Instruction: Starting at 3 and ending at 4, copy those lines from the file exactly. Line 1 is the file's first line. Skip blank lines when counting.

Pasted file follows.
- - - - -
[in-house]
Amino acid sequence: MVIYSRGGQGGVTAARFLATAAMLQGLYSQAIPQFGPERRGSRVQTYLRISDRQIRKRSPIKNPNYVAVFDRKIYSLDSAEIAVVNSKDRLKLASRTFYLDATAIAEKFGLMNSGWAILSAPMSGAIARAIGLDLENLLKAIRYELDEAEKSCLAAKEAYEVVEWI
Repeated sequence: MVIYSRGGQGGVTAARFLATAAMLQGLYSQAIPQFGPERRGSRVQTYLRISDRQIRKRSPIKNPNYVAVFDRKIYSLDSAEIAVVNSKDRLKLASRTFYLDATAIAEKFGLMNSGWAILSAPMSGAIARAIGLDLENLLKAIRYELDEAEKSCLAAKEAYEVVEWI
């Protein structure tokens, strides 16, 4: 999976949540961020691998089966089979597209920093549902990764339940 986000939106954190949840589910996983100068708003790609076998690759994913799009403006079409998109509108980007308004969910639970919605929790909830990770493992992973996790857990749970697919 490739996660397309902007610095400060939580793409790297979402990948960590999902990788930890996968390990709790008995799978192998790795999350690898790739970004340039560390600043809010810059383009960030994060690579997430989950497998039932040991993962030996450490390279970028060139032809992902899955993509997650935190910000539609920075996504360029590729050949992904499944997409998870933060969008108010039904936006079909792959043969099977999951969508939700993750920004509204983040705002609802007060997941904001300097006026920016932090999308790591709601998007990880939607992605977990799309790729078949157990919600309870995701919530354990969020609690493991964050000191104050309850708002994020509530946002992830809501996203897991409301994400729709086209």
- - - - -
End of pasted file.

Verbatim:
Repeated sequence: MVIYSRGGQGGVTAARFLATAAMLQGLYSQAIPQFGPERRGSRVQTYLRISDRQIRKRSPIKNPNYVAVFDRKIYSLDSAEIAVVNSKDRLKLASRTFYLDATAIAEKFGLMNSGWAILSAPMSGAIARAIGLDLENLLKAIRYELDEAEKSCLAAKEAYEVVEWI
């Protein structure tokens, strides 16, 4: 999976949540961020691998089966089979597209920093549902990764339940 986000939106954190949840589910996983100068708003790609076998690759994913799009403006079409998109509108980007308004969910639970919605929790909830990770493992992973996790857990749970697919 490739996660397309902007610095400060939580793409790297979402990948960590999902990788930890996968390990709790008995799978192998790795999350690898790739970004340039560390600043809010810059383009960030994060690579997430989950497998039932040991993962030996450490390279970028060139032809992902899955993509997650935190910000539609920075996504360029590729050949992904499944997409998870933060969008108010039904936006079909792959043969099977999951969508939700993750920004509204983040705002609802007060997941904001300097006026920016932090999308790591709601998007990880939607992605977990799309790729078949157990919600309870995701919530354990969020609690493991964050000191104050309850708002994020509530946002992830809501996203897991409301994400729709086209």